“...Walk in the Spirit.”(Galatians 5:16,25)
A child is usually motivated to learn to walk by observing and imitating Someone. The Christian moves through the helpless stage; first creeping, then walking, followed by running the race. The key for this motivation and power is to “walk in the Spirit.” This involves “walk in love as Christ...loved us.” His perfect walk culminated by walking up the slippery slopes of Calvary, where He sacrificed His life for us. Then to “Walk as children of light” - that delivers us from the darkness of the world we once walked in, and enables us to produce the “fruit of the Spirit.” And finally, we will “walk circumspectly” (carefully/discreetly)
We will be wise in our use of time, in our conduct, in knowing the will of God, and in worship.
He walks beside me in the way, what a wonderful Savior!
He keeps me faithful day by day, what a wonderful Savior!
What a wonderful Savior is Jesus, my Jesus!
What a wonderful Savior is Jesus, my Lord!
Come / Follow / Abide
“Come unto Me”(Matthew 11:28)
“Follow Me”(Matthew 16:24)
“Abide in Me”(John 15:4).
The meaningful, loving invitations of our Lord have spiritual progression. First He said, “Come unto Me” and we found eternal rest. Next He said, “Follow Me.” We learned that discipleship has a stringent condition.” Take up your cross” means, death to self and all the things that are cherished by the old, flesh nature. Again, He said, “Abide in Me.” This is a necessary condition, if we are to bear “much fruit.” Abiding gives us a conscious awareness of His presence. It positions us to be in unbroken communion and communication with Him. Finally, it gives us the opportunity to appreciate and enjoy His Person. - There’s a story ever new, it is wonderful and true, and the best thing you can do, is believe it:
“If thou count me, therefore, a partner, receive him as myself.”(Philemon 1:17)
Christian partnership is a divinely provided fellowship, which needs careful and prayerful nurturing. The world incorporates for monetary advantages, sometimes with strained fellowship. Because the believers are “in Christ”, they are bound together by Calvary’s love. There will be mutual respect and consideration, with cooperation, in assembly fellowship, service, and worship. The church works together with different backgrounds: ethnic, social, male and female, etc. Believers have different spiritual gifts and natural talents, some public, some private, but all needed and important. They have different duties, communicating truth, encouraging and comforting one another, but all praying for each other. They have one ultimate goal, to glorify God in their hearts and lives, minister to the needs of the family of Christ, and serve a loving Master.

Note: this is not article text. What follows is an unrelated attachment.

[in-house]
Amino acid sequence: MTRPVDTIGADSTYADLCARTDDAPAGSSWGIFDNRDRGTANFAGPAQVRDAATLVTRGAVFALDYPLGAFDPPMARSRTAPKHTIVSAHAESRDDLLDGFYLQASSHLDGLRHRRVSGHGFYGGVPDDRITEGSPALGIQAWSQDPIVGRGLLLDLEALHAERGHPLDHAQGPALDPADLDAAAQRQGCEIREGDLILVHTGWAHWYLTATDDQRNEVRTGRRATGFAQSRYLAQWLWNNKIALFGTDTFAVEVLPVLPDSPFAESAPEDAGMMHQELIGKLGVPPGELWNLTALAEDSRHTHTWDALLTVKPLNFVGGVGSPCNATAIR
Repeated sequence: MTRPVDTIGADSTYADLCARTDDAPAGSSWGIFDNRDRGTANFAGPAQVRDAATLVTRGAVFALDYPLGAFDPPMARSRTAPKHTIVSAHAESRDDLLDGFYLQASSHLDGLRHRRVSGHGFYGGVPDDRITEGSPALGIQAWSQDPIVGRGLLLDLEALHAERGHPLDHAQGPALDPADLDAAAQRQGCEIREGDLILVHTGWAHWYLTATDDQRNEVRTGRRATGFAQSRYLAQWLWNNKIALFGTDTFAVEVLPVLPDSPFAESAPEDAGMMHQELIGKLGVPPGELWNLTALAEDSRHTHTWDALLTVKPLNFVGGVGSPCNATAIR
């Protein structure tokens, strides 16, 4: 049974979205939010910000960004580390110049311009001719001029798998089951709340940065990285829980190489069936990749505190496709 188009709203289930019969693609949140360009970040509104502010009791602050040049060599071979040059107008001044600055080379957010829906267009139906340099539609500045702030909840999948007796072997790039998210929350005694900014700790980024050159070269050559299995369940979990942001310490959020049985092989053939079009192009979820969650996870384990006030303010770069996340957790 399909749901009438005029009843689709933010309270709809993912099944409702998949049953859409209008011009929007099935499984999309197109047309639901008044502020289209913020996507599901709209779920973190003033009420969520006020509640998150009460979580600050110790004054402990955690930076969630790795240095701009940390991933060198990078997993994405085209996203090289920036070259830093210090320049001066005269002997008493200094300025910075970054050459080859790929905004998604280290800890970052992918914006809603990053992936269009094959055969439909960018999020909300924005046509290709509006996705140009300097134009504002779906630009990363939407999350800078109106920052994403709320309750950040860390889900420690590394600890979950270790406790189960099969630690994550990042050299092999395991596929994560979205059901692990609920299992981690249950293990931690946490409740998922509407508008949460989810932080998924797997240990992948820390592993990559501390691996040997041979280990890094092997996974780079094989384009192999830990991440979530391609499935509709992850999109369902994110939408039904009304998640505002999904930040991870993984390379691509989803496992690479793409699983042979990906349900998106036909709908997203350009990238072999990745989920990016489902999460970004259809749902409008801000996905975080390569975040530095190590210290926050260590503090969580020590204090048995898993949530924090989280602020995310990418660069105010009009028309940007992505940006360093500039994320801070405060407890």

Questions & Answers
Question: When I was first saved, I couldn’t get enough of the Bible. I looked forward to my Quiet Time, personal Bible reading, and assembly Bible Study. Now it seems I have to force myself to do this. How can I regain that hunger for the Word?
Answer: The problem may be spiritual. One needs wholesome food to grow physically, and the same is true in the spiritual. It is possible to become distant and out of communication with the Author of the Bible. When we are near, like Mary at His feet, John on His bosom, or the obedient sheep near the Shepherd, we will be able to hear and obey His commands. In the physical and the spiritual it is a fact that “junk food” hinders the appetite and doesn’t provide proper nourishment for growth. Priorities in choosing “first things first”, are important in the Christian life. This includes what we read or how we spend our leisure time. The world’s fun is out of bounds for the committed and growing Christian. We are as committed as we choose to be. Joshua said, “Choose you this day whom ye will serve.”(Joshua 24:15) - We must choose to be near Him to hear His “still small voice.” Sin that needs to be confessed will hinder this intimate communication fellowship with our Lord.” If we confess our sins, he is faithful and just to forgive us our sins, and to cleanse us from all unrighteousness.” (1John 1:9) So, confess to the Lord, surrender to the Spirit, and with the will, determine by the grace and power of God, to get back into full fellowship with the Author of the Bible. That, too, will make fellowship with God’s people a genuine delight.